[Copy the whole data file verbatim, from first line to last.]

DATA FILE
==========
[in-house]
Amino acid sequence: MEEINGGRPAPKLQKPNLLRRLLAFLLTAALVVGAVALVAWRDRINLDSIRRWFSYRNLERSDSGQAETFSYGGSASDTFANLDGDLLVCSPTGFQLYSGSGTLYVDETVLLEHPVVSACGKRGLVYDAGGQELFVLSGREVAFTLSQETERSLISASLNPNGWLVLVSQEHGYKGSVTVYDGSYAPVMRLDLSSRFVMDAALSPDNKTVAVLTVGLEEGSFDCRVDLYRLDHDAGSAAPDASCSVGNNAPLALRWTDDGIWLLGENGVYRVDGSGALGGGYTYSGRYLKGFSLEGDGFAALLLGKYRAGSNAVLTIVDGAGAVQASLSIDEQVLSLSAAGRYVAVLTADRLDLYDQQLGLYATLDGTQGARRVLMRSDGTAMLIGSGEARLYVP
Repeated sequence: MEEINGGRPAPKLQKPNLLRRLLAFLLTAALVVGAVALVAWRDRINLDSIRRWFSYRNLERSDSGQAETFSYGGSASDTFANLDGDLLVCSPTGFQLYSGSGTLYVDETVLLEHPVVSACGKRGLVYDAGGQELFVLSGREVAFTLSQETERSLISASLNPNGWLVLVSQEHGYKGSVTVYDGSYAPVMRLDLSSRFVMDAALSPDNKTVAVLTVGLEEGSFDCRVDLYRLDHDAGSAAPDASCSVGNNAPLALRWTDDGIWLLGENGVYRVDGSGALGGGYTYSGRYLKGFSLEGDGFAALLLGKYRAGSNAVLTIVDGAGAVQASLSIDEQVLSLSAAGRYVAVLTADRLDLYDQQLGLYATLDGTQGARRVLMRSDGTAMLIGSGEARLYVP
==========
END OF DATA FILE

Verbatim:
[in-house]
Amino acid sequence: MEEINGGRPAPKLQKPNLLRRLLAFLLTAALVVGAVALVAWRDRINLDSIRRWFSYRNLERSDSGQAETFSYGGSASDTFANLDGDLLVCSPTGFQLYSGSGTLYVDETVLLEHPVVSACGKRGLVYDAGGQELFVLSGREVAFTLSQETERSLISASLNPNGWLVLVSQEHGYKGSVTVYDGSYAPVMRLDLSSRFVMDAALSPDNKTVAVLTVGLEEGSFDCRVDLYRLDHDAGSAAPDASCSVGNNAPLALRWTDDGIWLLGENGVYRVDGSGALGGGYTYSGRYLKGFSLEGDGFAALLLGKYRAGSNAVLTIVDGAGAVQASLSIDEQVLSLSAAGRYVAVLTADRLDLYDQQLGLYATLDGTQGARRVLMRSDGTAMLIGSGEARLYVP
Repeated sequence: MEEINGGRPAPKLQKPNLLRRLLAFLLTAALVVGAVALVAWRDRINLDSIRRWFSYRNLERSDSGQAETFSYGGSASDTFANLDGDLLVCSPTGFQLYSGSGTLYVDETVLLEHPVVSACGKRGLVYDAGGQELFVLSGREVAFTLSQETERSLISASLNPNGWLVLVSQEHGYKGSVTVYDGSYAPVMRLDLSSRFVMDAALSPDNKTVAVLTVGLEEGSFDCRVDLYRLDHDAGSAAPDASCSVGNNAPLALRWTDDGIWLLGENGVYRVDGSGALGGGYTYSGRYLKGFSLEGDGFAALLLGKYRAGSNAVLTIVDGAGAVQASLSIDEQVLSLSAAGRYVAVLTADRLDLYDQQLGLYATLDGTQGARRVLMRSDGTAMLIGSGEARLYVP